Regardless of your position on the popularity hierarchy in high school, it is still in your power to achieve peak popularity on the dive boat. I’m sure you sprinkle an abundance of joy and bring pleasure to all you encounter in your day to day life, but just in case you’re in need of a few helpful hints to boost you up that ladder on your diving vessel , we’ve compiled a few pointers for your perusal...
Be on Time
We know all about “Island Time“ and it definitely has its place in society, but we also enjoy a little something called “Lunch Time.”
If you’re late - the boat’s late, if the boat’s late, it then cuts into the small window we have between our morning schedule and our afternoon schedule. We get it, things happen sometimes - nobody is going to shout at you on your vacation. But we already can’t drink during work hours, so if you can help it, please don’t make us starve as well.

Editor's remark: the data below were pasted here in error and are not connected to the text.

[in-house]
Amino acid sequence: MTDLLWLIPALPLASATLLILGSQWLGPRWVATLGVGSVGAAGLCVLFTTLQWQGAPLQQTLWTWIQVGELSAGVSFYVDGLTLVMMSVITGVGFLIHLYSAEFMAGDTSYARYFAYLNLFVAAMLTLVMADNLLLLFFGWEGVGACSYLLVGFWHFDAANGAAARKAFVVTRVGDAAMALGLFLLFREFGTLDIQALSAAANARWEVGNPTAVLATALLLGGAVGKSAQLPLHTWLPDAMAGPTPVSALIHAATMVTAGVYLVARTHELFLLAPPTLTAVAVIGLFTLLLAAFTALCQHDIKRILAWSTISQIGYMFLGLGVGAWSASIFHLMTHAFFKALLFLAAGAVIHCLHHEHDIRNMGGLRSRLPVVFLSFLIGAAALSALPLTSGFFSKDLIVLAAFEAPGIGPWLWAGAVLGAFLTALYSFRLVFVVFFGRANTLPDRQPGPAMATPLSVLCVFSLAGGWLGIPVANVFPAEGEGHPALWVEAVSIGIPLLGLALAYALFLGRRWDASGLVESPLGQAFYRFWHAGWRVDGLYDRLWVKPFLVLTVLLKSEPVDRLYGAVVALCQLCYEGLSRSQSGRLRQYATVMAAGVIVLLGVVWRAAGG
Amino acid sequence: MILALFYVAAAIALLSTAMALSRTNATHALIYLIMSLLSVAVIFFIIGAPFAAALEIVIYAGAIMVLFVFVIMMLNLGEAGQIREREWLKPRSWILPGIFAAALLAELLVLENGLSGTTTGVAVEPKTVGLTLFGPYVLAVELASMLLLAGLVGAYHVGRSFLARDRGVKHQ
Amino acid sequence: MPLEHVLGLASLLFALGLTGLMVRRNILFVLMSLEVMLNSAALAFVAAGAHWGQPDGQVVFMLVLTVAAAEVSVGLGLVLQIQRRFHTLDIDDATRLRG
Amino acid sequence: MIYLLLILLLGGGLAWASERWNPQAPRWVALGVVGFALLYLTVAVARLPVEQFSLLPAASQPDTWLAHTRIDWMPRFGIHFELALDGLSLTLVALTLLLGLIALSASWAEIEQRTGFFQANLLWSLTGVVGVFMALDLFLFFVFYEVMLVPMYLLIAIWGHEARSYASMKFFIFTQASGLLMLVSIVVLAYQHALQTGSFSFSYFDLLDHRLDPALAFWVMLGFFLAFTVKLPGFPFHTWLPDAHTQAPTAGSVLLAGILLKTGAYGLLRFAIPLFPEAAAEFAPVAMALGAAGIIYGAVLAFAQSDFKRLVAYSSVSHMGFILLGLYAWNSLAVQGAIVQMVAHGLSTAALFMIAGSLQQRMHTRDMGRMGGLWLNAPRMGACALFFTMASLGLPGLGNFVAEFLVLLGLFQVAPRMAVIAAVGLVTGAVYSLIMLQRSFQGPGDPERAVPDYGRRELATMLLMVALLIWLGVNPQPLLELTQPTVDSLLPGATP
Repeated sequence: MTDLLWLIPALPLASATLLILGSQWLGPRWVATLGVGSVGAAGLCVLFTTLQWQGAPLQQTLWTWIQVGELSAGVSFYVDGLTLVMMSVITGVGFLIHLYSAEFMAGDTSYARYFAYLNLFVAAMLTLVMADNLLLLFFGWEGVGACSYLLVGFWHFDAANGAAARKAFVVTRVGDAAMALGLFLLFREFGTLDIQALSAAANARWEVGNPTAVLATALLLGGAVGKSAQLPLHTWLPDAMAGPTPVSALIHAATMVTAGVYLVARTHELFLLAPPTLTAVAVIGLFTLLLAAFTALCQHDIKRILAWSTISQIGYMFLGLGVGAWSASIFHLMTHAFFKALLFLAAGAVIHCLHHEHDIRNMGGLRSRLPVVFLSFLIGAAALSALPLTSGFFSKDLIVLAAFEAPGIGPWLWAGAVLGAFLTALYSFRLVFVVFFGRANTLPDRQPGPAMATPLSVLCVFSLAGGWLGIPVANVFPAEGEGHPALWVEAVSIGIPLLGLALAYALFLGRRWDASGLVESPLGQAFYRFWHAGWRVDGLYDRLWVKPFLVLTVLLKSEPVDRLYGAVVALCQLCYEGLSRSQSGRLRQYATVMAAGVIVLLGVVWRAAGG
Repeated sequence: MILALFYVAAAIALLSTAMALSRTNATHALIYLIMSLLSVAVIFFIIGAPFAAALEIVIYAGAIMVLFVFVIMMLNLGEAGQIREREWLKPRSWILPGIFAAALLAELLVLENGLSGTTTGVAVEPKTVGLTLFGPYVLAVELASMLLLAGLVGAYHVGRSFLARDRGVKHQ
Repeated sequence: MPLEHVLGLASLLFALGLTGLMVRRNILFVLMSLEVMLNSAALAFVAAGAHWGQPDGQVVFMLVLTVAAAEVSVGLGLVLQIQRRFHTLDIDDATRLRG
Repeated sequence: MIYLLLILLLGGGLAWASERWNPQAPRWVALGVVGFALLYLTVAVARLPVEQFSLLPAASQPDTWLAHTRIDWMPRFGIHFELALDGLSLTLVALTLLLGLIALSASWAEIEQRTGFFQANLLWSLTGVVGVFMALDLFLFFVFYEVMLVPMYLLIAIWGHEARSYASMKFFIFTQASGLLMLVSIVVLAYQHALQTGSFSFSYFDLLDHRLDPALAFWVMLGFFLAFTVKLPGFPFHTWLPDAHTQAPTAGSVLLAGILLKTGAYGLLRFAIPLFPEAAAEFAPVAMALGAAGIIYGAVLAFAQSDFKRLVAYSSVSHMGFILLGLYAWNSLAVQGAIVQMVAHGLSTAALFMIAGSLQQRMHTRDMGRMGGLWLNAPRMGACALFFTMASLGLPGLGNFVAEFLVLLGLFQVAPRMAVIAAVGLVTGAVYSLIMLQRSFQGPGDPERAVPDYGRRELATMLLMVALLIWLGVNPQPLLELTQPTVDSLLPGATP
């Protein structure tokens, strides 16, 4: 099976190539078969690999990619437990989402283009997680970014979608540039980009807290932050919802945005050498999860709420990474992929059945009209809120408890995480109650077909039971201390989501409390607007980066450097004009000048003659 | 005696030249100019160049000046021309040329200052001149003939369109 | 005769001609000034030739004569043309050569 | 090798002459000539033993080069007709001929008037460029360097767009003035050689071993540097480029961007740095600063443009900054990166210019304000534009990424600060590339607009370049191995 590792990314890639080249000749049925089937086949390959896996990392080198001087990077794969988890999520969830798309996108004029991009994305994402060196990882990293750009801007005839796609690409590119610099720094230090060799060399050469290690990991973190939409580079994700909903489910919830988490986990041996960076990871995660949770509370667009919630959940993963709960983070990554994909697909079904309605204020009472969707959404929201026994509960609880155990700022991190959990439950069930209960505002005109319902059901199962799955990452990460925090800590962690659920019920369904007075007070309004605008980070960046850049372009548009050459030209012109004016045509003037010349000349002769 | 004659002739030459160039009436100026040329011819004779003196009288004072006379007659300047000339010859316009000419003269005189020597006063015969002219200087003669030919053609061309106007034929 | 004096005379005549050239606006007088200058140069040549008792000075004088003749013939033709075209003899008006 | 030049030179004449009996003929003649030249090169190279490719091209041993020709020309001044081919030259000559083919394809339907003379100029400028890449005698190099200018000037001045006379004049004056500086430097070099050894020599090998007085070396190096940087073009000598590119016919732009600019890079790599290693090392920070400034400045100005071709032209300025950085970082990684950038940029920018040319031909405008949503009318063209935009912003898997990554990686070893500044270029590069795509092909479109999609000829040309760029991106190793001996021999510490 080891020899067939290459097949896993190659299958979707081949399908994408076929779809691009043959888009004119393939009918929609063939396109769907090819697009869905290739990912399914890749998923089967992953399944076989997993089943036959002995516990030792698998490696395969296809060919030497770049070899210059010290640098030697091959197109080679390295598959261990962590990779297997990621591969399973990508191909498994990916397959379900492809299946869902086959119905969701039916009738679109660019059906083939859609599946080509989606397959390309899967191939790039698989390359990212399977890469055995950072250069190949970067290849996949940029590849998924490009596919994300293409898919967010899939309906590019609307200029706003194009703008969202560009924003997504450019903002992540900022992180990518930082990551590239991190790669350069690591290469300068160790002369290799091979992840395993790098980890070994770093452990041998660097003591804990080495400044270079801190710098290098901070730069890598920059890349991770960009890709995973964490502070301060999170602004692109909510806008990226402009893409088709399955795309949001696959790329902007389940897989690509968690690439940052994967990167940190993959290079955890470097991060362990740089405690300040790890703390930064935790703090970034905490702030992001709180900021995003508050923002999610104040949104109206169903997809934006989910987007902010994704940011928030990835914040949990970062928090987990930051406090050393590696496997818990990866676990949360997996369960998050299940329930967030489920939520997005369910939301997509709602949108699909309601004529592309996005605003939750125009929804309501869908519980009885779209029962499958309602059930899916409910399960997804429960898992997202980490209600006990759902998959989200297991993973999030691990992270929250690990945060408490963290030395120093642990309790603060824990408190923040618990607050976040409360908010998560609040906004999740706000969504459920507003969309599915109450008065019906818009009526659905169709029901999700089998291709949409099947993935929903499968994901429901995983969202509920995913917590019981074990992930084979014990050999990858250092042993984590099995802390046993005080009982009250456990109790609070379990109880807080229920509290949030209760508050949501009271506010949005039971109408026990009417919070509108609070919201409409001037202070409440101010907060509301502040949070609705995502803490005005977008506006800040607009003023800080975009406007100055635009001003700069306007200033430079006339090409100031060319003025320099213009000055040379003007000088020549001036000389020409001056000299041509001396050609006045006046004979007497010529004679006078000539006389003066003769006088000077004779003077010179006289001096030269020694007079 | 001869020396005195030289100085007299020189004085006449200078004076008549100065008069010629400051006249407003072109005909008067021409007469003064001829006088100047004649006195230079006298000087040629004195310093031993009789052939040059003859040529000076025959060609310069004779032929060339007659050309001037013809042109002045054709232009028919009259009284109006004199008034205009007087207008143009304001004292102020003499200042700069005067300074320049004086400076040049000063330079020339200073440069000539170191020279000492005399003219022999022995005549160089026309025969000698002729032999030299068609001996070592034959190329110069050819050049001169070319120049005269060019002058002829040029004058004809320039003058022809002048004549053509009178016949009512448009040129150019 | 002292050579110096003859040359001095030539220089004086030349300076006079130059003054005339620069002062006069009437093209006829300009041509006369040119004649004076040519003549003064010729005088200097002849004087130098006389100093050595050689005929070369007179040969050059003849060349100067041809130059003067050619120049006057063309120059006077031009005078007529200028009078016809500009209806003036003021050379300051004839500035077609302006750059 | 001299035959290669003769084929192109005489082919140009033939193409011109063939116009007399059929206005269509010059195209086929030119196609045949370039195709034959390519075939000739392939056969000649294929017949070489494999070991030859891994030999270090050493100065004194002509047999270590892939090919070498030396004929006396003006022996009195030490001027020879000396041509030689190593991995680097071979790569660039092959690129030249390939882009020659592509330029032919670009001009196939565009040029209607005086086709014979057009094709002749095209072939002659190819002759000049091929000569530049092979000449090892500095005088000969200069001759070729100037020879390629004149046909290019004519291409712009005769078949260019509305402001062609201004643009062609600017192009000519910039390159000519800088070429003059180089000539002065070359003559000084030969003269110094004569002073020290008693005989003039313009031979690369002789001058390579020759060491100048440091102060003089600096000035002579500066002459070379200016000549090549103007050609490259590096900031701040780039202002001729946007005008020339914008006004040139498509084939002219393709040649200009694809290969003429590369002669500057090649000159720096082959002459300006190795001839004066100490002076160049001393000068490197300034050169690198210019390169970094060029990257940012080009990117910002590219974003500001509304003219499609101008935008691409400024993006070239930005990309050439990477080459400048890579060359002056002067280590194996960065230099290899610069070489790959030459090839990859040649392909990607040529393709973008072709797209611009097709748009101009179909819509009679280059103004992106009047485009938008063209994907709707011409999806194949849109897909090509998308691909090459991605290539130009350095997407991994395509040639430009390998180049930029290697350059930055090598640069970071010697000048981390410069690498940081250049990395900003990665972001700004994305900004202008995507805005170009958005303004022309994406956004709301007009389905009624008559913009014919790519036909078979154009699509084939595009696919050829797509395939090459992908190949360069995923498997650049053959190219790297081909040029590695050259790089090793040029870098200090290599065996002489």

Aside from us potentially becoming food for circling birds of prey, there are also other guests on board, who are also hungry and potentially have afternoon arrangements that are scheduled time sensitively. And new guests for our afternoon trips that turned up early and are now being made to wait around in the blistering Caribbean sun, and those birds are getting closer...
Make sure you’re familiar with your equipment before you get on board, and preferably before the briefing is over and everyone else is already waddling to the dive platform. If it’s rental equipment you’ve not used before, make sure to let your dive crew know so that they can assist you in setting everything up efficiently.